Sell Scotland short at every opportunity.Labour are in so deep with the Tories now its hard to tell them appart. The mans lust for Tory policy is palpable !

Shame on Labour.
# theycantbeserious 2014-01-14 11:36
The power of Scottish Tweed, well done Gordon very clear and concise even when talking over his lordship! I thought McFall was going to burst into tears at not getting an easy ride. Excellent!
# rodmac 2014-01-14 11:48
My take on it, plus links to figures.

# Breeks 2014-01-14 11:51
I am not persuaded there is no obligation on Scotland. No legal or binding obligation perhaps, but I feel we do have some moral obligation to shoulder our fair share, if for no other reason than we will have to get along with the English people for many generations to come, and not accepting our share will brand their flesh with resentment forevermore.

I have a bigger problem with the debt being conditional upon our share of assets. Or right to a share of the assets should not be bound in any way to the UK debt. Why? Suppose there was no UK deficit, wouldn't an independent Scotland be entitled to it's share of UK assets? Of course it would.

The awkward elephant in the room is that Scotland could legitimately trade this legitimate share of assets to reduce our capital debt. OK, same difference maybe, but if we do not accept our share of the debt in principle, we badly compromise our interests when negotiating our share of assets.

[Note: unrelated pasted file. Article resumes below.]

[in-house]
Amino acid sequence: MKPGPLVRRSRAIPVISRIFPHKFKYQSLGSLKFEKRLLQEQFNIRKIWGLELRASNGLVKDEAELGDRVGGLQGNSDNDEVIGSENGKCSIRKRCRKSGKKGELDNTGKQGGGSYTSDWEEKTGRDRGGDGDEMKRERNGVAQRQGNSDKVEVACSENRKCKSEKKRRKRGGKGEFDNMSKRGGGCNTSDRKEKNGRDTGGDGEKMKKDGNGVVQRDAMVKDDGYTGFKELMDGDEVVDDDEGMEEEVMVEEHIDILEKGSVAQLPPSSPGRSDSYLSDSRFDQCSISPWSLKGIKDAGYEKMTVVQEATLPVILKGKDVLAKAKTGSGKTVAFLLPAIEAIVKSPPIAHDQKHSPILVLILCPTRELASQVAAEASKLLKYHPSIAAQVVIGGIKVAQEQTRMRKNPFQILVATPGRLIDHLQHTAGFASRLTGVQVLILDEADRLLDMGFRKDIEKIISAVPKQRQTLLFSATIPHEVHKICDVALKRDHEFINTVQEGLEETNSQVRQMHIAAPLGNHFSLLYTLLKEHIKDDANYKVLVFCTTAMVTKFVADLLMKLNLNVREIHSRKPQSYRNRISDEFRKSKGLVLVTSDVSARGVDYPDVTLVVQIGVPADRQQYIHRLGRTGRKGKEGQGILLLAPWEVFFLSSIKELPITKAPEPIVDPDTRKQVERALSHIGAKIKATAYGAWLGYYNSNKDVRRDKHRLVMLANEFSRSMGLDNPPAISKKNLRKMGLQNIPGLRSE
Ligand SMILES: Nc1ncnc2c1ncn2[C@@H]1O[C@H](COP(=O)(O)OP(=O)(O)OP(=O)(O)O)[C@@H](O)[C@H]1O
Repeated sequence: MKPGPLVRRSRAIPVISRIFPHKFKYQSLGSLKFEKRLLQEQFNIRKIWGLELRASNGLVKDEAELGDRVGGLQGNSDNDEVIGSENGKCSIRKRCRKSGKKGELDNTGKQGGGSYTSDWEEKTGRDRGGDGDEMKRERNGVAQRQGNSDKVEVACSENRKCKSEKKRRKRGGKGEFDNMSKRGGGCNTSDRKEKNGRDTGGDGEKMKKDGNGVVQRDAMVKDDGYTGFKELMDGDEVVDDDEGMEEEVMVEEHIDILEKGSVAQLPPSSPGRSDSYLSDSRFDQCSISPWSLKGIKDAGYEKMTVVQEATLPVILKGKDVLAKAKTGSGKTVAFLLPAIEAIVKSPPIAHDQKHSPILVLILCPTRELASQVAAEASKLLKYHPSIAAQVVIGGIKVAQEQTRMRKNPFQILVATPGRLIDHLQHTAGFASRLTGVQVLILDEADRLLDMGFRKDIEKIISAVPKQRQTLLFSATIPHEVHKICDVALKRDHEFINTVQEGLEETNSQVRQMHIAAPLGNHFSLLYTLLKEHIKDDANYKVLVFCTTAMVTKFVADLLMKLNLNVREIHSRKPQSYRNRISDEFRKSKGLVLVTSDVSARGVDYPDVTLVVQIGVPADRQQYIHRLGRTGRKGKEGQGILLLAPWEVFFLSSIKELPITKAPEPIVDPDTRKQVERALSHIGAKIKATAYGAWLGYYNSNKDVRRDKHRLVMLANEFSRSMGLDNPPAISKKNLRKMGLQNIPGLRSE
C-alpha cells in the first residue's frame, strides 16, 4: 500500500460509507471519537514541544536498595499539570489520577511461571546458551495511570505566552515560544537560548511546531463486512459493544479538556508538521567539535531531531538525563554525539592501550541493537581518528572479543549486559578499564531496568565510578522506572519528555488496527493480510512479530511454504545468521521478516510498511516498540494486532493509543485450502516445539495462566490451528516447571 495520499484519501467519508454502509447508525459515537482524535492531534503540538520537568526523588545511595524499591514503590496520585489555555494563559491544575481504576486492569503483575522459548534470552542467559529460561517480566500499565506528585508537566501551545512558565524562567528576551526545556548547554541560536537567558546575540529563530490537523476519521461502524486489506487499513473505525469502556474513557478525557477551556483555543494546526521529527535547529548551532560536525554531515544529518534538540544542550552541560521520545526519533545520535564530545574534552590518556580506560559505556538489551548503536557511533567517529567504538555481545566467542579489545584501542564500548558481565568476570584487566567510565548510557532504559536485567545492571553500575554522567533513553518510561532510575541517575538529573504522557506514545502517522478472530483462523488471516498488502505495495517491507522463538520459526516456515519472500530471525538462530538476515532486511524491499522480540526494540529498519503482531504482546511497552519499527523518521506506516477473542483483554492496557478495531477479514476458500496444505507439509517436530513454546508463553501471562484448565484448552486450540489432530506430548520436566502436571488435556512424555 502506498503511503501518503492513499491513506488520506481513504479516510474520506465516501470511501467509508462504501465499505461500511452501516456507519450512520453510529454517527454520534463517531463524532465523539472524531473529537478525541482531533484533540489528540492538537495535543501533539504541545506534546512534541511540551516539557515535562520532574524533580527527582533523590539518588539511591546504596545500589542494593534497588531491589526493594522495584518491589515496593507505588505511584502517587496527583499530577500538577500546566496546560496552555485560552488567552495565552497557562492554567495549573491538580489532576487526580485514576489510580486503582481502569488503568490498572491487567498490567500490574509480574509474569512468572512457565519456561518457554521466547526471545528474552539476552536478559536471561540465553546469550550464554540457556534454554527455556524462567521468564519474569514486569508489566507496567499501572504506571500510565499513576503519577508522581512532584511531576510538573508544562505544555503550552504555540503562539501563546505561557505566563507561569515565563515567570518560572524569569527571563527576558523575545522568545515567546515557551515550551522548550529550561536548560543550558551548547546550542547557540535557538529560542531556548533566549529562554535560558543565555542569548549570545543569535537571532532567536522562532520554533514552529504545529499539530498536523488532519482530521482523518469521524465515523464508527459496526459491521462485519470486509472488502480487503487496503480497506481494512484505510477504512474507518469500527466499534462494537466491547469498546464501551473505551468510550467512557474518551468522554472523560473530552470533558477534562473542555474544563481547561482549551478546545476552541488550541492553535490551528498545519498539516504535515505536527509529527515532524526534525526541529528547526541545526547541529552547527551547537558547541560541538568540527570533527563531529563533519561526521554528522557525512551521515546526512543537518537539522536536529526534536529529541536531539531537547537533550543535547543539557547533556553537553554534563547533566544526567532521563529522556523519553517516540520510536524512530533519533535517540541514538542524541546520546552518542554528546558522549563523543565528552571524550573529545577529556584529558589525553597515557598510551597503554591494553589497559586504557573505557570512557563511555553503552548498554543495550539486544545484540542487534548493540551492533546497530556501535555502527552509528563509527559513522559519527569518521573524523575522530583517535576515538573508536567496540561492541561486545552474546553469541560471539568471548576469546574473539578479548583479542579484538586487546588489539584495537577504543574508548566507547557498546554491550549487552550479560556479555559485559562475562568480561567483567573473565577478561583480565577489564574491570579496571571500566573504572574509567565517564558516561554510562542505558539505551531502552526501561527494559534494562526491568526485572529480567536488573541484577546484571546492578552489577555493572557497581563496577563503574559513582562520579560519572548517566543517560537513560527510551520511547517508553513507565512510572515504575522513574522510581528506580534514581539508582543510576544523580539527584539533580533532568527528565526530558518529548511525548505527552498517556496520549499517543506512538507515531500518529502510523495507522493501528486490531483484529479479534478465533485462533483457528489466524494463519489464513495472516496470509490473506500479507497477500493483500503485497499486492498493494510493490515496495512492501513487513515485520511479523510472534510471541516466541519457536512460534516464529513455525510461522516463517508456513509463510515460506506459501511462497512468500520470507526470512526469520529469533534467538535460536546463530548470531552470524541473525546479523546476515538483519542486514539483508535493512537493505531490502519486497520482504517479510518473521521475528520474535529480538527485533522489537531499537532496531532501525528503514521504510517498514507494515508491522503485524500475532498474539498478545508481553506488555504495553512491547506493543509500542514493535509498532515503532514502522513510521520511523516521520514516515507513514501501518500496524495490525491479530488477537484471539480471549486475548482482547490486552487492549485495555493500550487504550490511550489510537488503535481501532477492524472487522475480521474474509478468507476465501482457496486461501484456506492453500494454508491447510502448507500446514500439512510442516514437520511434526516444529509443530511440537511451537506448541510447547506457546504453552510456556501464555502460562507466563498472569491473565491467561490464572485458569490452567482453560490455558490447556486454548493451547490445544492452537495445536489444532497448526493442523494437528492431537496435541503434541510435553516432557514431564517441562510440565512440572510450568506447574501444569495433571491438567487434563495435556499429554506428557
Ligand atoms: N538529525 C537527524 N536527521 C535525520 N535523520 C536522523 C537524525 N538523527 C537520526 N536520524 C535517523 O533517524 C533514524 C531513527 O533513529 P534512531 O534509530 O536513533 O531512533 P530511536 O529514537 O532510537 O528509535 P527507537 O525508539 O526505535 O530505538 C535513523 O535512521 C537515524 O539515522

# Leader of the Pack 2014-01-14 12:29
The treasury has inadvertently crushed its own "Project Fear" scaremonger regarding a shared currency arrangement as the shared "serviced" debt arrangement wouldn't work with different currencies employed between Scotland and the rUK due to the daily fluctuation between the respective values of the currencies. The Westminster Government will now be forced to admit that they will have to get into a shared currency arrangement with Scotland in order to allow this proposal to work.
# mountaincadre 2014-01-14 13:36
Is it just me or does this have a wiff of successor state about it, this needs to be played very carefully.
# Macart 2014-01-14 15:31
Well yes. However clean slate is probably contestable by any rUK since they are not a signatory of that particular motion in the Vienna Convention. But the clean slate precedent is recognised and accepted within international law.